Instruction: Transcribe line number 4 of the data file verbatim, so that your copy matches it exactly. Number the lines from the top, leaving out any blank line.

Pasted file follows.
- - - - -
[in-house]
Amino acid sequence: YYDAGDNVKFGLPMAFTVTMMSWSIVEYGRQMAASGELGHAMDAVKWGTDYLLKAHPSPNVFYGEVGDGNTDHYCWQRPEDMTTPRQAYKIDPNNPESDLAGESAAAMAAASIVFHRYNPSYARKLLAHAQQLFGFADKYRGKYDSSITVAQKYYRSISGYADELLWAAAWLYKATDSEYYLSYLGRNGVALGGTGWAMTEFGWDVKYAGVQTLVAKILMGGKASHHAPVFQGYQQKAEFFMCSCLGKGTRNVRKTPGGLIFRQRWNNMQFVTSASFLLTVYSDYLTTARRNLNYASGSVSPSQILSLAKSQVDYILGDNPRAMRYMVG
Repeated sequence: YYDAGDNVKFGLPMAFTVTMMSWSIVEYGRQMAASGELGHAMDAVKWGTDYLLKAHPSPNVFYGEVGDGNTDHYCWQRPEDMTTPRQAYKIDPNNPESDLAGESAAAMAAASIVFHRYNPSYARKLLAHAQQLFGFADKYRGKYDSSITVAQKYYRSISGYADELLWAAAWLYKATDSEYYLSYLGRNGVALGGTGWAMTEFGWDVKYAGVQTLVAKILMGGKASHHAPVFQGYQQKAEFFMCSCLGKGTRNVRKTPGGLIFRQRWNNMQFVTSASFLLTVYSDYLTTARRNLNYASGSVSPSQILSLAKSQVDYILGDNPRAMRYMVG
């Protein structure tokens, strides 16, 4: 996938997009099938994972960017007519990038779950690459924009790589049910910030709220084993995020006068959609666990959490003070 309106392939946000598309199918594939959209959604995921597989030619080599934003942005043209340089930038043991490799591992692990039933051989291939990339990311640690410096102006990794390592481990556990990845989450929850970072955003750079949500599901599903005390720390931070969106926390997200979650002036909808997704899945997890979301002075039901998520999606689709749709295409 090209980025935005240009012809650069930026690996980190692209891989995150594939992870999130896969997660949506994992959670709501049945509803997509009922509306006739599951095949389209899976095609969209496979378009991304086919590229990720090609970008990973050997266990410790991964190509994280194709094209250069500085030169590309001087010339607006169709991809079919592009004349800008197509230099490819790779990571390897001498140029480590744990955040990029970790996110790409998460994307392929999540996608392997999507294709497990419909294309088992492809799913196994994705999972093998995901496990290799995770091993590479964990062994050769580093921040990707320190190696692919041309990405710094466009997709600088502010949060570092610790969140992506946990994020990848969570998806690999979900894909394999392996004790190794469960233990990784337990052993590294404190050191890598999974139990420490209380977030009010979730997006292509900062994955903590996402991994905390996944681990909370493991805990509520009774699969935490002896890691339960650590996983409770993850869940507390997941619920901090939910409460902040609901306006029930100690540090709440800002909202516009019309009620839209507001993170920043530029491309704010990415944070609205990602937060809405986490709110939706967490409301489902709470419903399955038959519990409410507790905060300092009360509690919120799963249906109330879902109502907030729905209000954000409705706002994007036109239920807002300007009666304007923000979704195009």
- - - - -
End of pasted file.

């Protein structure tokens, strides 16, 4: 996938997009099938994972960017007519990038779950690459924009790589049910910030709220084993995020006068959609666990959490003070 309106392939946000598309199918594939959209959604995921597989030619080599934003942005043209340089930038043991490799591992692990039933051989291939990339990311640690410096102006990794390592481990556990990845989450929850970072955003750079949500599901599903005390720390931070969106926390997200979650002036909808997704899945997890979301002075039901998520999606689709749709295409 090209980025935005240009012809650069930026690996980190692209891989995150594939992870999130896969997660949506994992959670709501049945509803997509009922509306006739599951095949389209899976095609969209496979378009991304086919590229990720090609970008990973050997266990410790991964190509994280194709094209250069500085030169590309001087010339607006169709991809079919592009004349800008197509230099490819790779990571390897001498140029480590744990955040990029970790996110790409998460994307392929999540996608392997999507294709497990419909294309088992492809799913196994994705999972093998995901496990290799995770091993590479964990062994050769580093921040990707320190190696692919041309990405710094466009997709600088502010949060570092610790969140992506946990994020990848969570998806690999979900894909394999392996004790190794469960233990990784337990052993590294404190050191890598999974139990420490209380977030009010979730997006292509900062994955903590996402991994905390996944681990909370493991805990509520009774699969935490002896890691339960650590996983409770993850869940507390997941619920901090939910409460902040609901306006029930100690540090709440800002909202516009019309009620839209507001993170920043530029491309704010990415944070609205990602937060809405986490709110939706967490409301489902709470419903399955038959519990409410507790905060300092009360509690919120799963249906109330879902109502907030729905209000954000409705706002994007036109239920807002300007009666304007923000979704195009």